In a breakthrough that could impact the course of research to find a cure to cancer, researchers based in Guwahati, Assam, in collaboration with their US partners, have found that cancer stem cells (CSCs) activate a stemness pathway, which may help cancer cells to escape from chemotherapy/radiotherapy.
This same stemness pathway was activated by embryonic stem cells exhibiting altruistic behavior, with the current finding pointing to a possible role of biological altruism in cancer growth, a possibility that may opens up a whole new dimension in cancer biology.
The study, carried out by physician scientist Bikul Das and his research team at KaviKrishna Lab in Guwahati, has been published online by the journal ‘Cancer Research’, published by the American Association for Cancer Research.
“The incidence of cancer is rapidly rising in India, mainly in the Northeast region of the country where KaviKrishna laboratory is located. However, treatment against cancer is not yet successful. This is largely attributed to the cancer stem cell ability to stay quiescent (low frequency), and then escape chemotherapy/radiation,” he explained.
Das further said many cancer types including leukemia (blood cancer) contain a rare fraction of CSCs capable of regenerating the cancer, while the rest of the cancer cells are not endowed with the capacity to relapse. These CSCs are secured as immune cells and chemotherapy / radiation cannot destroy these cells, and more importantly, these CSCs have the unique ability to maintain a low but stable frequency among the millions of cancer cells, across generations.
The phenomena of CSC being rare goes against the dogma that cancer is largely a disease of Darwinian evolution, but may be explained in terms of biological altruism (group selection), Das added.
However, it has been challenging to find the molecular mechanisms of how CSCs retain a stable frequency across generations despite mutations/microenvironmetal stress.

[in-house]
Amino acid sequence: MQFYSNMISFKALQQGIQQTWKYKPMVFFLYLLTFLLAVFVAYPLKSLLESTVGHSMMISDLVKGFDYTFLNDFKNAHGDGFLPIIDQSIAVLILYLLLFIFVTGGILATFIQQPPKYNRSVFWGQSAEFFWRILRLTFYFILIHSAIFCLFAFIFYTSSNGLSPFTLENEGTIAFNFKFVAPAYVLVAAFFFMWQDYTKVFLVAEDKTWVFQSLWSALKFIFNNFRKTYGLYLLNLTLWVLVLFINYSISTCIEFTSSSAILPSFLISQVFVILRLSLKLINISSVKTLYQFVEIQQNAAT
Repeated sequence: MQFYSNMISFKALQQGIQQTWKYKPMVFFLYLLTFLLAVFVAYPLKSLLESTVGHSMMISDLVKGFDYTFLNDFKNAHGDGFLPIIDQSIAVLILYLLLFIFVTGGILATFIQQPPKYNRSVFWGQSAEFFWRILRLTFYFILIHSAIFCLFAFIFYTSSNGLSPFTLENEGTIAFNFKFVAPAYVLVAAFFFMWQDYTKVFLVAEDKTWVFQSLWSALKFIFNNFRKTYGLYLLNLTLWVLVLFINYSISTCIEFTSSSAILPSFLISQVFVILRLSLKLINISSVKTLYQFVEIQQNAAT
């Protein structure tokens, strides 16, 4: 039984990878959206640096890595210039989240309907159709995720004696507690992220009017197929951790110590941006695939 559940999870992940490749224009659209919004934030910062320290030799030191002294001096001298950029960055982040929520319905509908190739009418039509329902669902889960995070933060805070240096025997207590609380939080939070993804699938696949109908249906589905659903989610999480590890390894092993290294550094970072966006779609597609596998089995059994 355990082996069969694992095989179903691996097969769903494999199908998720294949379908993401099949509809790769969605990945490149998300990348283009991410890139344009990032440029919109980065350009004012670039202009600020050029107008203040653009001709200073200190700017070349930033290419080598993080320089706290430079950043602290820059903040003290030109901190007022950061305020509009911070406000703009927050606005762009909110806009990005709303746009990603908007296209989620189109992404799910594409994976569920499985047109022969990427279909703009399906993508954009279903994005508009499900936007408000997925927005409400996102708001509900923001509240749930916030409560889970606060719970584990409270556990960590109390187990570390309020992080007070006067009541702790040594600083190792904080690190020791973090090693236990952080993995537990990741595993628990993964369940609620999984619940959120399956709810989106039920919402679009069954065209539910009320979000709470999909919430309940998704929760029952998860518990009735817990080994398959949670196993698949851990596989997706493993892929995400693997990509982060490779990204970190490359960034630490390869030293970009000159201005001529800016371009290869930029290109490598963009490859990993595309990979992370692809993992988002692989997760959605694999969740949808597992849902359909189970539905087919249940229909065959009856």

Earlier research by Das had revealed that some human embryonic stem cells activate a molecular signaling pathway, the HIF-2alpha stemness pathway to reprogram themselves to exhibit altruism, i.e. sacrificing self-fitness for the sake of group fitness, which led him to suspect that CSCs may hijack the same HIF-2alhpa stemness pathway to maintain a stable frequency across the generations.
“From our previous research, we learned that HIF-2alhpa pathway maintain the stemness of altruistic stem cells obtained from embryonic stem cells. So, we hypothesized that like altruistic stem cells, CSCs may also have figured out the advantage of using the HIF-2alpha stemness pathway,” he added.
To test this hypothesis, Das and his collaborators at Stanford University, utilized a well-known mouse model of MYC induced lymphoma cancer, developed by Dean Felsher of Stanford University, and to confirm the findings in clinical subjects, the research team also collaborated with B Borooah Cancer Institute & Research Centre, Guwahati, and Gauhati University, Guwahati.
Das along with his group found that lymphoma stem cells hijack the altruistic stemness pathway of embryonic stem cells to maintain their rare identity among millions of non-stem cancer cells.
“Significantly, this new study is helping to shed light on the mechanisms that endow the cancer stem cells to maintain a low but stable frequency across generations,” Das said.
Claiming that these findings have the potential of re-defining the way cancer growth is currently understood, Dr Das said, “Biological altruism may have a role in CSC maintenance and in cancer growth.”
The success of this international collaborative study is now encouraging the team to move one step forward to understand cancer through biological altruism, an area where KaviKrishna lab and its sister lab at Boston, the Thoreau Lab for Global Health, are taking leadership role.
Das is the co-senior and co-corresponding author of the study, while Dean W Felsher, professor of Medicine and Patholgy, Stanford University School of Medicine, is the co-senior author of the study.
The research team at KaviKrishna Lab included graduate students Bidisha Pal, Seema Bhuyan, Joyeeta Talukdar, Sora Sandhya and Sukanya Gayan.
The research was funded by the KaviKrishna Foundation (Sualkuchi, India), the Laurel Foundation (Pasadena, California), and NIH-RO1.